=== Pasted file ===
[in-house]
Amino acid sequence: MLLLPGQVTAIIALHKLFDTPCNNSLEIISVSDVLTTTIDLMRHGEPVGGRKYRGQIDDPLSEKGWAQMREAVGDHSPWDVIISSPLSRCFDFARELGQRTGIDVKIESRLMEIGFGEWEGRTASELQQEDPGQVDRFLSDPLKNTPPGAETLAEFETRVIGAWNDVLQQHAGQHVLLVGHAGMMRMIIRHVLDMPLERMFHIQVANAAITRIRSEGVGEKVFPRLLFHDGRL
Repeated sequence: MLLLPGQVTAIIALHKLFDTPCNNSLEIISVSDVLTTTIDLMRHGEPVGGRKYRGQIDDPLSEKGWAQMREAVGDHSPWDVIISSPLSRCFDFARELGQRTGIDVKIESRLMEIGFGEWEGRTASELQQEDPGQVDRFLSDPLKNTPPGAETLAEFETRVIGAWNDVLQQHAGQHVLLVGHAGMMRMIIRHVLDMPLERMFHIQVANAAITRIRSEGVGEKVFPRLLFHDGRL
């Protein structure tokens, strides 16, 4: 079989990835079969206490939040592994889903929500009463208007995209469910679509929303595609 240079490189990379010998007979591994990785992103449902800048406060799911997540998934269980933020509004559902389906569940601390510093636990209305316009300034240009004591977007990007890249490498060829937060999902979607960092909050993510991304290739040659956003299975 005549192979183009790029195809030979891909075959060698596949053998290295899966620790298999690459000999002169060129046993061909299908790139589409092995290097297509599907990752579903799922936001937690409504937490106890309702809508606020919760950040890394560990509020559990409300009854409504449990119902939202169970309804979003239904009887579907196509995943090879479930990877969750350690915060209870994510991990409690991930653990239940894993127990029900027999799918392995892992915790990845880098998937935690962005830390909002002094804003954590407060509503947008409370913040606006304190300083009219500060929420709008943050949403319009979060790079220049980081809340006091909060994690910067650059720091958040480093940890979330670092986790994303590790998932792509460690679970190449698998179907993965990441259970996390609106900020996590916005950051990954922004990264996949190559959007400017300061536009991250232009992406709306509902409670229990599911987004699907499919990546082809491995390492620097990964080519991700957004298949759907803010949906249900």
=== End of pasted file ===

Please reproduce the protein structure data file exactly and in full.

[in-house]
Amino acid sequence: MLLLPGQVTAIIALHKLFDTPCNNSLEIISVSDVLTTTIDLMRHGEPVGGRKYRGQIDDPLSEKGWAQMREAVGDHSPWDVIISSPLSRCFDFARELGQRTGIDVKIESRLMEIGFGEWEGRTASELQQEDPGQVDRFLSDPLKNTPPGAETLAEFETRVIGAWNDVLQQHAGQHVLLVGHAGMMRMIIRHVLDMPLERMFHIQVANAAITRIRSEGVGEKVFPRLLFHDGRL
Repeated sequence: MLLLPGQVTAIIALHKLFDTPCNNSLEIISVSDVLTTTIDLMRHGEPVGGRKYRGQIDDPLSEKGWAQMREAVGDHSPWDVIISSPLSRCFDFARELGQRTGIDVKIESRLMEIGFGEWEGRTASELQQEDPGQVDRFLSDPLKNTPPGAETLAEFETRVIGAWNDVLQQHAGQHVLLVGHAGMMRMIIRHVLDMPLERMFHIQVANAAITRIRSEGVGEKVFPRLLFHDGRL
């Protein structure tokens, strides 16, 4: 079989990835079969206490939040592994889903929500009463208007995209469910679509929303595609 240079490189990379010998007979591994990785992103449902800048406060799911997540998934269980933020509004559902389906569940601390510093636990209305316009300034240009004591977007990007890249490498060829937060999902979607960092909050993510991304290739040659956003299975 005549192979183009790029195809030979891909075959060698596949053998290295899966620790298999690459000999002169060129046993061909299908790139589409092995290097297509599907990752579903799922936001937690409504937490106890309702809508606020919760950040890394560990509020559990409300009854409504449990119902939202169970309804979003239904009887579907196509995943090879479930990877969750350690915060209870994510991990409690991930653990239940894993127990029900027999799918392995892992915790990845880098998937935690962005830390909002002094804003954590407060509503947008409370913040606006304190300083009219500060929420709008943050949403319009979060790079220049980081809340006091909060994690910067650059720091958040480093940890979330670092986790994303590790998932792509460690679970190449698998179907993965990441259970996390609106900020996590916005950051990954922004990264996949190559959007400017300061536009991250232009992406709306509902409670229990599911987004699907499919990546082809491995390492620097990964080519991700957004298949759907803010949906249900």